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News The latest developments in autism research.

Genetics: MeCP2 mutations lead to variable symptoms

by  /  6 September 2013
THIS ARTICLE IS MORE THAN FIVE YEARS OLD

This article is more than five years old. Autism research - and science in general - is constantly evolving, so older articles may contain information or theories that have been reevaluated since their original publication date.

Multiple mutations: Although MeCP2 is often described as the Rett syndrome gene, people with the syndrome may instead have mutations in CDKL5 or FOXG1.

Harmful mutations in MeCP2 don’t always lead to Rett syndrome, and the syndrome can result from mutations in other genes, according to a study published 26 June in the Journal of Molecular Diagnostics1.

This suggests that Rett be redefined as a symptom-based diagnosis, and not as a genetic disorder caused by a single gene, the researchers say.

Rett syndrome is a developmental disorder characterized by a loss, or regression, of motor skills and language around 2 years of age. Most cases of the syndrome result from mutations in MeCP2, which regulates the expression of thousands of other genes.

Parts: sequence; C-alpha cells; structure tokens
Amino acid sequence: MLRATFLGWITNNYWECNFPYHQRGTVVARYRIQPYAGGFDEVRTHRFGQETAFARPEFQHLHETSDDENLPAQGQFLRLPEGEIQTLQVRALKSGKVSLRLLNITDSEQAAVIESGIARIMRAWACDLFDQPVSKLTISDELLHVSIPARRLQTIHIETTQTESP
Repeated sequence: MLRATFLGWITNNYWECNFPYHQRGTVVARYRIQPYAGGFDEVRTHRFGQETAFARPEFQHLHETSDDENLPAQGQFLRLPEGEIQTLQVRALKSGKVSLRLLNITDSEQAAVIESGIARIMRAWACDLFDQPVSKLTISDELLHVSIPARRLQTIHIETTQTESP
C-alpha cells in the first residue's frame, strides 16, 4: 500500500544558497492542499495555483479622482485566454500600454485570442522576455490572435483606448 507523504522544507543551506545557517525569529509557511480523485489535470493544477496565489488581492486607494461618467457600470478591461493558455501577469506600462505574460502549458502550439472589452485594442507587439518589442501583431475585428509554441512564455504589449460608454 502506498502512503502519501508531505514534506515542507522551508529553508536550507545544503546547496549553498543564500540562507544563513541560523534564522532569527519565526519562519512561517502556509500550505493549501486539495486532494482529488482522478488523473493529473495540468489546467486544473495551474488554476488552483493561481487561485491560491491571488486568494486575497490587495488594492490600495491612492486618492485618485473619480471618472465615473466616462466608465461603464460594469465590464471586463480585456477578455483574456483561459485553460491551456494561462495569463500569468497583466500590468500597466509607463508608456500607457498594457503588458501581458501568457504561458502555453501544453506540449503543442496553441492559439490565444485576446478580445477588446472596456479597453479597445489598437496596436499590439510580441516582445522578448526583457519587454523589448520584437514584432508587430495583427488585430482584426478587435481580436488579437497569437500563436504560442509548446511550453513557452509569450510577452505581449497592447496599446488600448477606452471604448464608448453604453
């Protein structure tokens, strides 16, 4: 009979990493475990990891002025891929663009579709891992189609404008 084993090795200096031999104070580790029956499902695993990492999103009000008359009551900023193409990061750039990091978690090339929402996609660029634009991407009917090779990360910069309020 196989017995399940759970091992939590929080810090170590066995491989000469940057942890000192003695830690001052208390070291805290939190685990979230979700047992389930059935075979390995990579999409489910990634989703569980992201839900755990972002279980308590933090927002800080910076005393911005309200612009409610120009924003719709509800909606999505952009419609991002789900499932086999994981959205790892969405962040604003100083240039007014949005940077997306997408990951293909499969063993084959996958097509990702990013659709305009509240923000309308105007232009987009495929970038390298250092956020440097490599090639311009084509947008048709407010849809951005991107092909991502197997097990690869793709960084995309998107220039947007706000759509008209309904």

Atypical forms of Rett syndrome, which do not adhere to the same strict pattern of regression, may be the result of a mutation in either CDKL5 or FOXG1. Some researchers argue that these mutations lead to distinct disorders that only resemble Rett syndrome.

In the new study, researchers looked for mutations in MeCP2 in 120 women referred to the clinic for possible Rett syndrome and 120 women who have intellectual disability without a known genetic cause.

The researchers identified 18 harmful mutations in MeCP2 in 21 of the 120 women with possible Rett syndrome. All of the mutations arose de novo, meaning they were not inherited. Of these 120 women, 28 have the classic disorder, 5 have atypical Rett and the rest were diagnosed as having Rett-like symptoms.

Only 9 of the 28 women with classic Rett syndrome and 4 of the 5 women with atypical Rett have a mutation in MeCP2, the study found. Two of the women with classic Rett syndrome have a mutation in CDKL5.

Of the 87 women who have only Rett-like symptoms, 5 have a harmful mutation in MeCP2. The researchers also found three harmful mutations in MeCP2 among the women with intellectual disability.

References:

1: Maortua H. et al. J. Mol. Diagn. 15, 723-729(2013) PubMed